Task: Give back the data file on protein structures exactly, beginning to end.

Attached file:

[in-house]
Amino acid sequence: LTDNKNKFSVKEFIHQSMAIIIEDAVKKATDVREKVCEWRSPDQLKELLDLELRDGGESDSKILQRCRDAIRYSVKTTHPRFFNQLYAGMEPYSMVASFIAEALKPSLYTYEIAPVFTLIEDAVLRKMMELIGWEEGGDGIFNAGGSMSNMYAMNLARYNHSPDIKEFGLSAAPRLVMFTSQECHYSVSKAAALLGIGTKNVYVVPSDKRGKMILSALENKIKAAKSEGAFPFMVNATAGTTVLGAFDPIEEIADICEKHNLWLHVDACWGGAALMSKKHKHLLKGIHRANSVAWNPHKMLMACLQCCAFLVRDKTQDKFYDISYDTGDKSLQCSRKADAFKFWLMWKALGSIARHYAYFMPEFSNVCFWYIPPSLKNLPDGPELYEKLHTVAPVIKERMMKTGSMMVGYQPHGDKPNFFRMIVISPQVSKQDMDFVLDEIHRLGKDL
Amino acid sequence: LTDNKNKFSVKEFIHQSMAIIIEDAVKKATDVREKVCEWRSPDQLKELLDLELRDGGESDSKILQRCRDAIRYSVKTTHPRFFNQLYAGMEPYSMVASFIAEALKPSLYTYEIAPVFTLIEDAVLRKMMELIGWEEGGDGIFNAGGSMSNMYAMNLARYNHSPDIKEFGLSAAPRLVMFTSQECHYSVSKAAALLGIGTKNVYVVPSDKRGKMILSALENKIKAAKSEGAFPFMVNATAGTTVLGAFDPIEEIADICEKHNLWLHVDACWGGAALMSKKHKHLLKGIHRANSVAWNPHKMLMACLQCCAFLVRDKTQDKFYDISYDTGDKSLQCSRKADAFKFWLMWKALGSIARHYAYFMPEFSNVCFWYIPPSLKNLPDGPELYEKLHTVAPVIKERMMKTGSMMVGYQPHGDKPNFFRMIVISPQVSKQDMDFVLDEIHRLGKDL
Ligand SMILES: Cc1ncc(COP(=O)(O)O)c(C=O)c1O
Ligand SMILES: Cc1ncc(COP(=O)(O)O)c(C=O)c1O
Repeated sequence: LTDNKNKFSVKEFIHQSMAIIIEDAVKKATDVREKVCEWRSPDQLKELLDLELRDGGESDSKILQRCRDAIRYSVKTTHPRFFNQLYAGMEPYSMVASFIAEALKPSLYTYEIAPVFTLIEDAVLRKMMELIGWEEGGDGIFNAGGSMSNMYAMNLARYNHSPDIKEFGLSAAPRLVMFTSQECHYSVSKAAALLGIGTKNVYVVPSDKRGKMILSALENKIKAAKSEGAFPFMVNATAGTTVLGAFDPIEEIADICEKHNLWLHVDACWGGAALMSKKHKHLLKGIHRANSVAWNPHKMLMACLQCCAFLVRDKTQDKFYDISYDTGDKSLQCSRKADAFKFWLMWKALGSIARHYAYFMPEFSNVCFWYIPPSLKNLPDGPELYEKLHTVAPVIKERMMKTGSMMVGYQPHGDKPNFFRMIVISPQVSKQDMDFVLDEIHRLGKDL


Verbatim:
[in-house]
Amino acid sequence: LTDNKNKFSVKEFIHQSMAIIIEDAVKKATDVREKVCEWRSPDQLKELLDLELRDGGESDSKILQRCRDAIRYSVKTTHPRFFNQLYAGMEPYSMVASFIAEALKPSLYTYEIAPVFTLIEDAVLRKMMELIGWEEGGDGIFNAGGSMSNMYAMNLARYNHSPDIKEFGLSAAPRLVMFTSQECHYSVSKAAALLGIGTKNVYVVPSDKRGKMILSALENKIKAAKSEGAFPFMVNATAGTTVLGAFDPIEEIADICEKHNLWLHVDACWGGAALMSKKHKHLLKGIHRANSVAWNPHKMLMACLQCCAFLVRDKTQDKFYDISYDTGDKSLQCSRKADAFKFWLMWKALGSIARHYAYFMPEFSNVCFWYIPPSLKNLPDGPELYEKLHTVAPVIKERMMKTGSMMVGYQPHGDKPNFFRMIVISPQVSKQDMDFVLDEIHRLGKDL
Amino acid sequence: LTDNKNKFSVKEFIHQSMAIIIEDAVKKATDVREKVCEWRSPDQLKELLDLELRDGGESDSKILQRCRDAIRYSVKTTHPRFFNQLYAGMEPYSMVASFIAEALKPSLYTYEIAPVFTLIEDAVLRKMMELIGWEEGGDGIFNAGGSMSNMYAMNLARYNHSPDIKEFGLSAAPRLVMFTSQECHYSVSKAAALLGIGTKNVYVVPSDKRGKMILSALENKIKAAKSEGAFPFMVNATAGTTVLGAFDPIEEIADICEKHNLWLHVDACWGGAALMSKKHKHLLKGIHRANSVAWNPHKMLMACLQCCAFLVRDKTQDKFYDISYDTGDKSLQCSRKADAFKFWLMWKALGSIARHYAYFMPEFSNVCFWYIPPSLKNLPDGPELYEKLHTVAPVIKERMMKTGSMMVGYQPHGDKPNFFRMIVISPQVSKQDMDFVLDEIHRLGKDL
Ligand SMILES: Cc1ncc(COP(=O)(O)O)c(C=O)c1O
Ligand SMILES: Cc1ncc(COP(=O)(O)O)c(C=O)c1O
Repeated sequence: LTDNKNKFSVKEFIHQSMAIIIEDAVKKATDVREKVCEWRSPDQLKELLDLELRDGGESDSKILQRCRDAIRYSVKTTHPRFFNQLYAGMEPYSMVASFIAEALKPSLYTYEIAPVFTLIEDAVLRKMMELIGWEEGGDGIFNAGGSMSNMYAMNLARYNHSPDIKEFGLSAAPRLVMFTSQECHYSVSKAAALLGIGTKNVYVVPSDKRGKMILSALENKIKAAKSEGAFPFMVNATAGTTVLGAFDPIEEIADICEKHNLWLHVDACWGGAALMSKKHKHLLKGIHRANSVAWNPHKMLMACLQCCAFLVRDKTQDKFYDISYDTGDKSLQCSRKADAFKFWLMWKALGSIARHYAYFMPEFSNVCFWYIPPSLKNLPDGPELYEKLHTVAPVIKERMMKTGSMMVGYQPHGDKPNFFRMIVISPQVSKQDMDFVLDEIHRLGKDL